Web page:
My water heater element is rated at 3.6kW at 240V. To use solar power efficiently, I would like to use excess solar power (in a grid-tied arrangement) to heat our domestic hot water. Our electricity supplier only pays a pittance for exported power but still charges the full rate on any imported power, so the trick is to control the current to the hot water system (HWS) so that most excess solar power is consumed internally.
Would a heavy duty phase controlled triac be suitable? Would the large current switches cause problems? I do not know how the metering works, so this per-cycle method may not even register as a smaller average current. Ideally, the load should look like a varying resistance.
Would an approach like a switching power supply make sense? ie rectify the AC, then chop the current at high frequency, while protecting the supply side with large filters? I suspect this approach would cause EM noise unless carefully designed.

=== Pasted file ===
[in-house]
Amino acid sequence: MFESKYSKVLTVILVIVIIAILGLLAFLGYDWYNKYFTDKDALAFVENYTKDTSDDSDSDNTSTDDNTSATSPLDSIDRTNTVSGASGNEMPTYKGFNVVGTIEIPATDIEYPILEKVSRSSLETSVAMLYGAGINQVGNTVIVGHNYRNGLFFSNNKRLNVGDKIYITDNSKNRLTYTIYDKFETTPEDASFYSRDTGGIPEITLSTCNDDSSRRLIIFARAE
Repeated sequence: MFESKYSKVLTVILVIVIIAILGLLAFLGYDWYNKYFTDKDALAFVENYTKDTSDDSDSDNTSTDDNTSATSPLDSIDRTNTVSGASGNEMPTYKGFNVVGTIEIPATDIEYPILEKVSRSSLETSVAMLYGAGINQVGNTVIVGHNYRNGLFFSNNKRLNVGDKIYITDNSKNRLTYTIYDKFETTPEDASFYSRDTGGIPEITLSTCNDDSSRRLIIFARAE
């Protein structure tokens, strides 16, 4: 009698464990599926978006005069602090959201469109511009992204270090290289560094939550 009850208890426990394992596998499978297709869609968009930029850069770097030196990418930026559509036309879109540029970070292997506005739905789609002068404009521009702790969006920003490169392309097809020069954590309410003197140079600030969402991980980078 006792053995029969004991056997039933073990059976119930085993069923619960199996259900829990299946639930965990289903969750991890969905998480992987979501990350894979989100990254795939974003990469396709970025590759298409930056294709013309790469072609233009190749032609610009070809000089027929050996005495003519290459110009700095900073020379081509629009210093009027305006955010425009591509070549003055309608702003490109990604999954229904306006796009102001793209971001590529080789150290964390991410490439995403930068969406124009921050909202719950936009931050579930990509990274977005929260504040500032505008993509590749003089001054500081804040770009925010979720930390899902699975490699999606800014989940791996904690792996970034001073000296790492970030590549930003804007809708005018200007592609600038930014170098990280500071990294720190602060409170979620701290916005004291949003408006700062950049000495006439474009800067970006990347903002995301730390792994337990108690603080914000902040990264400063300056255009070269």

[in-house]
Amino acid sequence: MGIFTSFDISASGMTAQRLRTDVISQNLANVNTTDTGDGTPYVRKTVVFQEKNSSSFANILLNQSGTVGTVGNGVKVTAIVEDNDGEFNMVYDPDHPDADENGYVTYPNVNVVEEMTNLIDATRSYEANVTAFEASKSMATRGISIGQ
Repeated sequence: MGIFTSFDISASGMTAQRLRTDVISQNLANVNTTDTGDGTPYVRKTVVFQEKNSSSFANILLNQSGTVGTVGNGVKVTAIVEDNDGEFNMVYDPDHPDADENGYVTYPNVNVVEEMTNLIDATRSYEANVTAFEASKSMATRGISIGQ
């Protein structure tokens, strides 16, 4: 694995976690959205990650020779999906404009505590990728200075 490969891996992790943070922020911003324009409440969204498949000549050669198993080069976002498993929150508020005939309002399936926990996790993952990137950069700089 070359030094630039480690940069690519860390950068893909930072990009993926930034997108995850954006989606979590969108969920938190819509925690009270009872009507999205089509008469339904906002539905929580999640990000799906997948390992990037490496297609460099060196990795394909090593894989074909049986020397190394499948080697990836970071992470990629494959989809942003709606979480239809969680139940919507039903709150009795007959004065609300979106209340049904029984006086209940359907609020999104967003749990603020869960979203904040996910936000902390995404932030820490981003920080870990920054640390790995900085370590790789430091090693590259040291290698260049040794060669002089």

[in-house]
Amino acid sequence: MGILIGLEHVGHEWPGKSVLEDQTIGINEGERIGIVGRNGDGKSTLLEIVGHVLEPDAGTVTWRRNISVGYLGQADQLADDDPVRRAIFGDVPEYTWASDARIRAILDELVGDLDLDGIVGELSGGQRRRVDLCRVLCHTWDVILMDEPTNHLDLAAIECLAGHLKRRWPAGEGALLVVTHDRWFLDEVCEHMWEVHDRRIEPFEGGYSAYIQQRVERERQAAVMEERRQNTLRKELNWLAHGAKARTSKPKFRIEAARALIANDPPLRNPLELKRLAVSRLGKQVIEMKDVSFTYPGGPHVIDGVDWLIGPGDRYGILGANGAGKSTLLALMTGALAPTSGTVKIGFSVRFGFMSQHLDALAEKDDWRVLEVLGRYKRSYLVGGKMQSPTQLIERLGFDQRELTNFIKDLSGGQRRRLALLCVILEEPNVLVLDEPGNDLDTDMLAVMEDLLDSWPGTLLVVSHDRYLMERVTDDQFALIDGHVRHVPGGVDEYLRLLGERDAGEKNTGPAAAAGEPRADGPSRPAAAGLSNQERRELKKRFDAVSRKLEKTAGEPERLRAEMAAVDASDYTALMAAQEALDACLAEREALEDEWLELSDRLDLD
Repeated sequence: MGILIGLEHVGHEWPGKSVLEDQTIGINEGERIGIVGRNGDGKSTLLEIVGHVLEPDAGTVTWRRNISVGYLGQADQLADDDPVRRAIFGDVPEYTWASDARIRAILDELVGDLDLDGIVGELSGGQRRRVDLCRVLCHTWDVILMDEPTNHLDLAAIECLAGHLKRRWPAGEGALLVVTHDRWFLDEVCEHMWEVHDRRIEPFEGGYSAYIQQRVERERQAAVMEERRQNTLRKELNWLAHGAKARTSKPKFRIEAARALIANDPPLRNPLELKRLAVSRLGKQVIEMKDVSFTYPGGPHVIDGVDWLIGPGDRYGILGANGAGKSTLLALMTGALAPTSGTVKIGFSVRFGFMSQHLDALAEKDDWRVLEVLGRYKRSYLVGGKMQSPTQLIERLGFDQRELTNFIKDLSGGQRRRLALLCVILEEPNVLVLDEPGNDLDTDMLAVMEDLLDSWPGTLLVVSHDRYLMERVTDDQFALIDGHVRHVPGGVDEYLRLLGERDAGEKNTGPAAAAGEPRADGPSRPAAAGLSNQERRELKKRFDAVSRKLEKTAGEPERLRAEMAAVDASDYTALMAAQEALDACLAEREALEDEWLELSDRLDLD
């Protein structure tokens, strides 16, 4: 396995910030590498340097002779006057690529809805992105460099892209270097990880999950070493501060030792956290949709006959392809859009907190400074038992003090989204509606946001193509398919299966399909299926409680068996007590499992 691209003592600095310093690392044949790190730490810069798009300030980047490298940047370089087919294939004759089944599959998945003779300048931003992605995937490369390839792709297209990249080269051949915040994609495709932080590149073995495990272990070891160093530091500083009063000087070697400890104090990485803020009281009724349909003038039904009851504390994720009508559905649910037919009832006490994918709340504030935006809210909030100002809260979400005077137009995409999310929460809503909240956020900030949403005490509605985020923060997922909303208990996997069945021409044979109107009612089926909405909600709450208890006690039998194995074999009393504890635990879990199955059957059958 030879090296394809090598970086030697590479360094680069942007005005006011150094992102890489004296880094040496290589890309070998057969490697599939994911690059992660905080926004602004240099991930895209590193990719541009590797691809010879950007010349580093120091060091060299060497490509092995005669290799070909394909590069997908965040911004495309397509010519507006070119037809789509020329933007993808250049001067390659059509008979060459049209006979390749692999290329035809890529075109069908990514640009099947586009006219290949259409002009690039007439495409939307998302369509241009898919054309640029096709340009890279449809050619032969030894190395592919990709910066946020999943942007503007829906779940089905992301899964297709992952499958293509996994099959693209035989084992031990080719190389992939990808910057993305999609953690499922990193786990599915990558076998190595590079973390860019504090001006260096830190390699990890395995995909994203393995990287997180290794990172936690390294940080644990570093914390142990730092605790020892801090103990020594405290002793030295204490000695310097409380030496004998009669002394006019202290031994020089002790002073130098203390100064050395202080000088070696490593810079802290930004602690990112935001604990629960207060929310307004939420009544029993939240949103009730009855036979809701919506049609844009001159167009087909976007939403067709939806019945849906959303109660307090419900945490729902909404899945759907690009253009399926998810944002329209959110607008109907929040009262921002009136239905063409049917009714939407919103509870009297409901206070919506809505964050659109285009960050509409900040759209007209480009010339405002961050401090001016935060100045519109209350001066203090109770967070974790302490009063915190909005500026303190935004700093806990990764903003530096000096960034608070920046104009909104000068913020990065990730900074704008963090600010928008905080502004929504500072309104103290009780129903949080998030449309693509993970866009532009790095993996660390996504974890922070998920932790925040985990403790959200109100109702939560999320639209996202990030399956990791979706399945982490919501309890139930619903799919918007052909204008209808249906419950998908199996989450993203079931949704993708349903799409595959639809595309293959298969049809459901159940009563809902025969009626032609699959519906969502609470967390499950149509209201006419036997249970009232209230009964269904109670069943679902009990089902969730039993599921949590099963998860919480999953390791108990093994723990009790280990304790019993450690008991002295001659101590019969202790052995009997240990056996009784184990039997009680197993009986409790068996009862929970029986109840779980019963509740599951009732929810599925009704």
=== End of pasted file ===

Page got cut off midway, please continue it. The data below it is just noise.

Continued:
Are there better ways of controlling HWS power?
The inverter connects on my side of the meter, but import and export are measured separately. I am trying to minimise the bill to the electricity company. To do that I need to use as much of the solar generated power internally, while being careful not to import power during a sunny day. Eg: when solar power in = 4kW, internal loads = 2kW, I want the HWS to draw 2kW. If I export power I get 7 cents per kWh. If I import power I pay 20 cents per kWh. The feasibility of the installation hinges on whether I can vary the load to match the generation.